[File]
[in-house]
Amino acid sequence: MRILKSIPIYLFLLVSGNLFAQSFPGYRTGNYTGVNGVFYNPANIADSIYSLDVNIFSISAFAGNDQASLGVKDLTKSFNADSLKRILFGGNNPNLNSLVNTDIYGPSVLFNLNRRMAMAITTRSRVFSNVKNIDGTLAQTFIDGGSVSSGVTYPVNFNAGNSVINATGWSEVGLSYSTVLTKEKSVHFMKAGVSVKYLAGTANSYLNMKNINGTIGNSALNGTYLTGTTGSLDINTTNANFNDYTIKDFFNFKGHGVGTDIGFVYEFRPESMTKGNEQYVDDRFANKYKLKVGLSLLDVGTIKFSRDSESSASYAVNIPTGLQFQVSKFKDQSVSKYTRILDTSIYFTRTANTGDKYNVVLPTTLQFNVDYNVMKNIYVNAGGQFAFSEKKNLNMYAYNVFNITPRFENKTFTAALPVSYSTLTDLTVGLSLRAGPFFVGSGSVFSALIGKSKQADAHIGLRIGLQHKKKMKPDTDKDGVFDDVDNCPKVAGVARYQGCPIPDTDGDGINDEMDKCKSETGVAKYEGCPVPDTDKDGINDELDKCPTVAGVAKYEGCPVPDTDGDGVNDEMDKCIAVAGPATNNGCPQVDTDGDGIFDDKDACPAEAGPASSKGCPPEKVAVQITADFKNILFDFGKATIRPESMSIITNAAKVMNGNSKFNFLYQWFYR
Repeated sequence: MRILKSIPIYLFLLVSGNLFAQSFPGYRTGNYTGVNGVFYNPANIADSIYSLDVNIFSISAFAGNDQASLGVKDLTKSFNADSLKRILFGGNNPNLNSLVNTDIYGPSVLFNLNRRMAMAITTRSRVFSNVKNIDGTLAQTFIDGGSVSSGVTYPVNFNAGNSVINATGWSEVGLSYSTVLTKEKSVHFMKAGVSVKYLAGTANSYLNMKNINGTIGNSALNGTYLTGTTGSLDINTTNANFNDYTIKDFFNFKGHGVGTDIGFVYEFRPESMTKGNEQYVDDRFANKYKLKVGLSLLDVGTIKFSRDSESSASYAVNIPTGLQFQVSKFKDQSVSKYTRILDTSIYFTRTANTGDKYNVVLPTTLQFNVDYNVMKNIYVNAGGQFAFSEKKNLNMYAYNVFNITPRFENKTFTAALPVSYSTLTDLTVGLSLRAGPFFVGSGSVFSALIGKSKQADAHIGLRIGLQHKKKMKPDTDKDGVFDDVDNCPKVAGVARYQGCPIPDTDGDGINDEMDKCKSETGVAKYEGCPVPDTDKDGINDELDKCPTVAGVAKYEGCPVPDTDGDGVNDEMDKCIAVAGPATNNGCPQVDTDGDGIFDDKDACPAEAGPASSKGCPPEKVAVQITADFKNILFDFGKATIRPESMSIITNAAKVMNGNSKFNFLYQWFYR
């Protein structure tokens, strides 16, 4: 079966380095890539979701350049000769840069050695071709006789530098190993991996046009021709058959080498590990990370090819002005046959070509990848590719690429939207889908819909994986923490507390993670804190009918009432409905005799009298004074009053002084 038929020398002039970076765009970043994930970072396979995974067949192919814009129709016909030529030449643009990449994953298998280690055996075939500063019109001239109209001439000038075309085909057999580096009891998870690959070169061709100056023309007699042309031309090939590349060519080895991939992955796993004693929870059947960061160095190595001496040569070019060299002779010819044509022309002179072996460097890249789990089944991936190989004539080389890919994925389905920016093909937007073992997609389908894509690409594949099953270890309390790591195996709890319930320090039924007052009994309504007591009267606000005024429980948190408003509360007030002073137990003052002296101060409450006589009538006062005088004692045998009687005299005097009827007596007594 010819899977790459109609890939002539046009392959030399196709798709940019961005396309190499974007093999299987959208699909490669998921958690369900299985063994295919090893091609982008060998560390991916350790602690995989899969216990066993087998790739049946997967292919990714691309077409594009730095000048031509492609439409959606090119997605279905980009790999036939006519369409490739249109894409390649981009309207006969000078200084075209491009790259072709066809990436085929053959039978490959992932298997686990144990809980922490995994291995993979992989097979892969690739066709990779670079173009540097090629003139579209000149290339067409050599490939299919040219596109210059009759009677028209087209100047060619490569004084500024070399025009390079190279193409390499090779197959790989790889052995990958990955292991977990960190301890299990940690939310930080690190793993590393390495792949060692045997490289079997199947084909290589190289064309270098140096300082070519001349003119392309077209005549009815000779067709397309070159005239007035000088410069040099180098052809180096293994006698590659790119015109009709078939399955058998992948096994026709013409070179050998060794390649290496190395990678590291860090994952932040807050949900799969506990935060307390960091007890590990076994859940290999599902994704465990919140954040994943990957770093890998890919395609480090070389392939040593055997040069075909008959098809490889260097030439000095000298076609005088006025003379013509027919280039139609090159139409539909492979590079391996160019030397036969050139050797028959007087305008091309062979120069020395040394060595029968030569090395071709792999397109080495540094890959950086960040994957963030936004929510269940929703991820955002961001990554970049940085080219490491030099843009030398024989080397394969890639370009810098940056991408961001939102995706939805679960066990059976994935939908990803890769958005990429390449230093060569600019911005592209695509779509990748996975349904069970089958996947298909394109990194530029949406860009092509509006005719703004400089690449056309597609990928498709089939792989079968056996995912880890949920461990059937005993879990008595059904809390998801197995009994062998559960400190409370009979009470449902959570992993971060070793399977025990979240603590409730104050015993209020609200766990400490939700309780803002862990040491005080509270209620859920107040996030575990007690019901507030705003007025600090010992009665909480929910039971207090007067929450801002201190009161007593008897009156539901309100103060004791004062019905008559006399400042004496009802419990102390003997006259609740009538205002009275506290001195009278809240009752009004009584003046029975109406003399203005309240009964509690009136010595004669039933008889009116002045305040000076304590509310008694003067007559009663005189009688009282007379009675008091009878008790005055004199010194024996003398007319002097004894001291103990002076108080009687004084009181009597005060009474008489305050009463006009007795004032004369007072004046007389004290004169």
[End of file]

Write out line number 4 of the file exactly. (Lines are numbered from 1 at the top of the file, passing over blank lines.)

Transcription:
């Protein structure tokens, strides 16, 4: 079966380095890539979701350049000769840069050695071709006789530098190993991996046009021709058959080498590990990370090819002005046959070509990848590719690429939207889908819909994986923490507390993670804190009918009432409905005799009298004074009053002084 038929020398002039970076765009970043994930970072396979995974067949192919814009129709016909030529030449643009990449994953298998280690055996075939500063019109001239109209001439000038075309085909057999580096009891998870690959070169061709100056023309007699042309031309090939590349060519080895991939992955796993004693929870059947960061160095190595001496040569070019060299002779010819044509022309002179072996460097890249789990089944991936190989004539080389890919994925389905920016093909937007073992997609389908894509690409594949099953270890309390790591195996709890319930320090039924007052009994309504007591009267606000005024429980948190408003509360007030002073137990003052002296101060409450006589009538006062005088004692045998009687005299005097009827007596007594 010819899977790459109609890939002539046009392959030399196709798709940019961005396309190499974007093999299987959208699909490669998921958690369900299985063994295919090893091609982008060998560390991916350790602690995989899969216990066993087998790739049946997967292919990714691309077409594009730095000048031509492609439409959606090119997605279905980009790999036939006519369409490739249109894409390649981009309207006969000078200084075209491009790259072709066809990436085929053959039978490959992932298997686990144990809980922490995994291995993979992989097979892969690739066709990779670079173009540097090629003139579209000149290339067409050599490939299919040219596109210059009759009677028209087209100047060619490569004084500024070399025009390079190279193409390499090779197959790989790889052995990958990955292991977990960190301890299990940690939310930080690190793993590393390495792949060692045997490289079997199947084909290589190289064309270098140096300082070519001349003119392309077209005549009815000779067709397309070159005239007035000088410069040099180098052809180096293994006698590659790119015109009709078939399955058998992948096994026709013409070179050998060794390649290496190395990678590291860090994952932040807050949900799969506990935060307390960091007890590990076994859940290999599902994704465990919140954040994943990957770093890998890919395609480090070389392939040593055997040069075909008959098809490889260097030439000095000298076609005088006025003379013509027919280039139609090159139409539909492979590079391996160019030397036969050139050797028959007087305008091309062979120069020395040394060595029968030569090395071709792999397109080495540094890959950086960040994957963030936004929510269940929703991820955002961001990554970049940085080219490491030099843009030398024989080397394969890639370009810098940056991408961001939102995706939805679960066990059976994935939908990803890769958005990429390449230093060569600019911005592209695509779509990748996975349904069970089958996947298909394109990194530029949406860009092509509006005719703004400089690449056309597609990928498709089939792989079968056996995912880890949920461990059937005993879990008595059904809390998801197995009994062998559960400190409370009979009470449902959570992993971060070793399977025990979240603590409730104050015993209020609200766990400490939700309780803002862990040491005080509270209620859920107040996030575990007690019901507030705003007025600090010992009665909480929910039971207090007067929450801002201190009161007593008897009156539901309100103060004791004062019905008559006399400042004496009802419990102390003997006259609740009538205002009275506290001195009278809240009752009004009584003046029975109406003399203005309240009964509690009136010595004669039933008889009116002045305040000076304590509310008694003067007559009663005189009688009282007379009675008091009878008790005055004199010194024996003398007319002097004894001291103990002076108080009687004084009181009597005060009474008489305050009463006009007795004032004369007072004046007389004290004169």